As the boys were expected to become fierce fighters, the girl’s purpose was to bear children. The girls were allowed to stay with their parents but also followed a rigorous education routine. They would practice dance, gymnastics, javelin, and discus throwing. All these exercises were believed to make them physically fit for motherhood. This would actually make Sparta stand out from the rest of the city-states in Ancient Greece. None of the other city-states would provide formal education to girls, not even Athens or Macedonia.
Spartan Men Were Not Allowed To Live With Their Wives Until The Age Of 30
Spartan society did not discourage romantic love, however, marriage and childbearing were subject to governmental restraint. Men shouldn’t marry until 30, and women shouldn’t marry until 20. This made sense since the men were required to live in the barracks until the age of 30. Those who choose to get married prior to the age of 30, had to live separate from their wives until they completed their active duty military service. In Spartan culture, marriage was viewed primarily as a means to achieve new soldiers. Citizens were encouraged to consider the health and fitness of their mate prior to getting married. Men who were unable to impregnate their wives were responsible for finding a substitute to temporarily get their wife pregnant. Due to this, bachelors were viewed as neglecting their duties, and often mocked and humiliated at religious festivals.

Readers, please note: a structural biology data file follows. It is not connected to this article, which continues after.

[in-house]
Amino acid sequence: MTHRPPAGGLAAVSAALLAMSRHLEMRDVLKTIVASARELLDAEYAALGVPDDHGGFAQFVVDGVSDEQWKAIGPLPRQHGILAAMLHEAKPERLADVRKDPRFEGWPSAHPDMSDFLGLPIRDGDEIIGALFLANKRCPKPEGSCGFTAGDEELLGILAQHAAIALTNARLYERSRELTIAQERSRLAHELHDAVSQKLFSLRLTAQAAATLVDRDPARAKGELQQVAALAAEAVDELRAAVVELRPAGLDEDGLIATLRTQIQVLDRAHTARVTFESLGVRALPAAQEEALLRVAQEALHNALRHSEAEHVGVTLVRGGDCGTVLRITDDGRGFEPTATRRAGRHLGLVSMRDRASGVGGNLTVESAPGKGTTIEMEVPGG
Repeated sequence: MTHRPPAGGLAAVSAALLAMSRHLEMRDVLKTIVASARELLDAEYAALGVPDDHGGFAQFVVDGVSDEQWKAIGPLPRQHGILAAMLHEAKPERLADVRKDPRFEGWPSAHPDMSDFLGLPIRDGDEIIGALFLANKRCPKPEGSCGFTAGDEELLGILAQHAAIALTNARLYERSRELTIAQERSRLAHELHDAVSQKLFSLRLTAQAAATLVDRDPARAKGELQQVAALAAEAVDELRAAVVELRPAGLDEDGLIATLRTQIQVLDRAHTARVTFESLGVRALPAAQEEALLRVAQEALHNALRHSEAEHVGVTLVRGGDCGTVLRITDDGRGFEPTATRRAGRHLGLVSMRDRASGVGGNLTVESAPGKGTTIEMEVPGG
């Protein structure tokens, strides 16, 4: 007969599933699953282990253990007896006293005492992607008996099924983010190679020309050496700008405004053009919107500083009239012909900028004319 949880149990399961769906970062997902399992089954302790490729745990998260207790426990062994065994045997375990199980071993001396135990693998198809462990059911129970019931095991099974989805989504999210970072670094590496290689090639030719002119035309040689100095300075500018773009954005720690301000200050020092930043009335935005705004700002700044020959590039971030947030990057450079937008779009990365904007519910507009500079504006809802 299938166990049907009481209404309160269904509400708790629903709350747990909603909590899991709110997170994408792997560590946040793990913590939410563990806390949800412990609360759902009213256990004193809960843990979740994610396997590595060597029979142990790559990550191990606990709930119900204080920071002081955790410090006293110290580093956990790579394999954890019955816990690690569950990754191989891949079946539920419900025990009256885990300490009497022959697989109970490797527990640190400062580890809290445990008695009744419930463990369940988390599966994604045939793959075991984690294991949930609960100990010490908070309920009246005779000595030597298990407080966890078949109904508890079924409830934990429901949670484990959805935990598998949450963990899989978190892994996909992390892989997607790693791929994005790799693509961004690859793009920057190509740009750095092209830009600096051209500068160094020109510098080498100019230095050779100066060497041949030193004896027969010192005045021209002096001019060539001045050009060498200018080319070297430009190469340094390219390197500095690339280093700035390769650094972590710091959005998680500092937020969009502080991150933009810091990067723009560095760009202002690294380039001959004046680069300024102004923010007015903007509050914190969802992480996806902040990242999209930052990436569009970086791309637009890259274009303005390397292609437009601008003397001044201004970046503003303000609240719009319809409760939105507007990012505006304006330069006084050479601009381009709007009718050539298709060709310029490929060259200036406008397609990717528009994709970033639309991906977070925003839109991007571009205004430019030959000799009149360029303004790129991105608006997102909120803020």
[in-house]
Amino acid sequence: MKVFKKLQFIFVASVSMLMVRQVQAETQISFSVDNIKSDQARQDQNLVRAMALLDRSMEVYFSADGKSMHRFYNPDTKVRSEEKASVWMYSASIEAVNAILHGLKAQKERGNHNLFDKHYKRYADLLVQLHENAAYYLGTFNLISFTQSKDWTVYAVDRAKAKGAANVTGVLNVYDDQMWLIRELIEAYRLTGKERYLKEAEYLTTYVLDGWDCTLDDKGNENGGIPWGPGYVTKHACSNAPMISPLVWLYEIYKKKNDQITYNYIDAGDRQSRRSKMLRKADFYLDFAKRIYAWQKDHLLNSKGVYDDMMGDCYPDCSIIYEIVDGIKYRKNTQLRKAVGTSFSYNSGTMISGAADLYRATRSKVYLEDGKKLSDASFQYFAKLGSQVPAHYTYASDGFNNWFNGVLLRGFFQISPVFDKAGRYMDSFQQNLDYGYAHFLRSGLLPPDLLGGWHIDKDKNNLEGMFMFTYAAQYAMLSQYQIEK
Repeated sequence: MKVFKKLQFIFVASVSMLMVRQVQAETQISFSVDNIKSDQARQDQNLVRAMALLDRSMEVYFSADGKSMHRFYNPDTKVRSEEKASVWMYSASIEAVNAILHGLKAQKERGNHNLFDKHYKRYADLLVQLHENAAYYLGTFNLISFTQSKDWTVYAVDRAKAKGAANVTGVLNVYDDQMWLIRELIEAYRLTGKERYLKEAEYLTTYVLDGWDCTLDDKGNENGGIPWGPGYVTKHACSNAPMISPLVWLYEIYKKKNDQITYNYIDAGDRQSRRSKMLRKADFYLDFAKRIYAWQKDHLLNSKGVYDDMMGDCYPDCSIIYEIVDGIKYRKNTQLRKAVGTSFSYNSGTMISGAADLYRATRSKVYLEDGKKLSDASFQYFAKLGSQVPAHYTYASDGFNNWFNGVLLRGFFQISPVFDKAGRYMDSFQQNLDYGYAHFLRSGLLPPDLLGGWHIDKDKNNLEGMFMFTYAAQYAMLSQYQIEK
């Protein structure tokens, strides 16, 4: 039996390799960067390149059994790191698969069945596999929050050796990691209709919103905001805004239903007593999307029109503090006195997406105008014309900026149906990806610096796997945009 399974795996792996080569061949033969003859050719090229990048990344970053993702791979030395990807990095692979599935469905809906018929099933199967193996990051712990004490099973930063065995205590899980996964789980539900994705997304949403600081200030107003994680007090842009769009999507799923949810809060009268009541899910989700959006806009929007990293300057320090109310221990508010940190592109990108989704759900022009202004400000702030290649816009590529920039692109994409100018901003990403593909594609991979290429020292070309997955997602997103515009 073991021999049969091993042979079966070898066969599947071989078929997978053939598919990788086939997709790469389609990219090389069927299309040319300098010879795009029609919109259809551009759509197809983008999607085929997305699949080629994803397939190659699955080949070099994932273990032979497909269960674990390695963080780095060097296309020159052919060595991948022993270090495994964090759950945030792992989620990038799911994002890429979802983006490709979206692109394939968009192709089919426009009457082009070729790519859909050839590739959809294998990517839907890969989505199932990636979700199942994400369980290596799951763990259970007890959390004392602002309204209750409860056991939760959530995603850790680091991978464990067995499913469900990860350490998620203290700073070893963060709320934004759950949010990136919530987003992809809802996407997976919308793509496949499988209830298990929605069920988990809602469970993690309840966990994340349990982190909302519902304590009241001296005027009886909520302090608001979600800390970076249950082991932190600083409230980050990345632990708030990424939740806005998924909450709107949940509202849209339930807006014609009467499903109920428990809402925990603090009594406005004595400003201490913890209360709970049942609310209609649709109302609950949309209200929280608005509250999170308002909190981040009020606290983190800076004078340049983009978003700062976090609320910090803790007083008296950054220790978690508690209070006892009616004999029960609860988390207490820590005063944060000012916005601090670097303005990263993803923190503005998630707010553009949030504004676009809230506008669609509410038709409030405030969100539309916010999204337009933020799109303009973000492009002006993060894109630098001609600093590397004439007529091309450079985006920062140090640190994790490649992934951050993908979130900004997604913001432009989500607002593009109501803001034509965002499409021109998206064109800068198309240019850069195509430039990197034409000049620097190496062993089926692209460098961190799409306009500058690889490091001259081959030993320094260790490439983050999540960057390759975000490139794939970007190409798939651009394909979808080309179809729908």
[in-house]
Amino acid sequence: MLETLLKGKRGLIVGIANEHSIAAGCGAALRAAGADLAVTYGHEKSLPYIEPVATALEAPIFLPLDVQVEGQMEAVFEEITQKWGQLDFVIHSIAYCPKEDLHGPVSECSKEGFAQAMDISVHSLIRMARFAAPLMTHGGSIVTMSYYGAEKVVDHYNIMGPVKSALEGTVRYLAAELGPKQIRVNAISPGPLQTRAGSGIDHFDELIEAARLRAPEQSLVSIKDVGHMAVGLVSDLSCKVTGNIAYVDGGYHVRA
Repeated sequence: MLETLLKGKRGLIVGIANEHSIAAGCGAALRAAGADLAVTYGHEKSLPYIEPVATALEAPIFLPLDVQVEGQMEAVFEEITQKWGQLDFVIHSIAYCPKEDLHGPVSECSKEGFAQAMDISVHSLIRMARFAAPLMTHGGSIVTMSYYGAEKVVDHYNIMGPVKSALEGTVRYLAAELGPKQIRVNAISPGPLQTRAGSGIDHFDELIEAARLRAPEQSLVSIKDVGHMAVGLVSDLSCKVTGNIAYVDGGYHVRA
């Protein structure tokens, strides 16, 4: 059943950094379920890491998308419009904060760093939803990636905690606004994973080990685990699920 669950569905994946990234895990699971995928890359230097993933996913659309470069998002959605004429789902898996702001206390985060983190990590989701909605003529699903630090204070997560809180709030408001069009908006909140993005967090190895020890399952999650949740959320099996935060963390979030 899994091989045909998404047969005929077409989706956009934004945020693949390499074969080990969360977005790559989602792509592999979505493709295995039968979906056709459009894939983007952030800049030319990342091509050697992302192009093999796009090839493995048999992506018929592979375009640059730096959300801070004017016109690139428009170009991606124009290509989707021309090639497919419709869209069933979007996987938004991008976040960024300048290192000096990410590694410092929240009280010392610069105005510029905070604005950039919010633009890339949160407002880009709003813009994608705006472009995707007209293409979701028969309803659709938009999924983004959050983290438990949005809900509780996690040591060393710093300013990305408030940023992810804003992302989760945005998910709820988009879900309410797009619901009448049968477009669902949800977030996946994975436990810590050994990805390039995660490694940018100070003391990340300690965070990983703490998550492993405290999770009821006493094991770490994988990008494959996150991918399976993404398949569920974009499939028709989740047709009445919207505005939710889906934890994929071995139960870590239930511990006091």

Spartan Men Had A Lifelong Commitment To The Army & It Was Illegal To Pursue Any Other Occupation
If you were thinking that Spartans put down their spears and shields at the age of 30, you were dead wrong. Spartan men remained on reserve duty up until the age of 60. Spartan men were unable to acquire any other occupation other than soldier by state law. Manufacturing and agriculture were left to the lower class slaves that surrounded Sparta, which was the Helots. Skilled laborers, traders, and craftsmen were free but not citizens of Sparta. Due to constant fear of a Helot uprising, the Sparta focused on a strong standing army at all times to keep the Helots in check.
Surrender In Battle Was The Ultimate Disgrace
Spartans were expected to fight until the last man. Surrender in battle was viewed as the ultimate disgrace. To lay down your weapon in combat meant cowardice. Men who surrendered during battle would eventually commit suicide from the shame they would experience back home. It is said that two Spartans that missed the famous fight of Thermopylae eventually went back home in such shame that one of them committed suicide. The other only redeemed himself after dying in combat in an engagement that took place later on. Even Spartan mothers were known to be tough in regards to sending their sons off to war. They would often tell their sons to “return with their shield or on it”. Dying in battle was the ultimate honor for a Spartan. In fact, your name could only be inscribed on your tomb if you died in battle. If you were a woman, you would have to die in childbirth to have your name on your tombstones.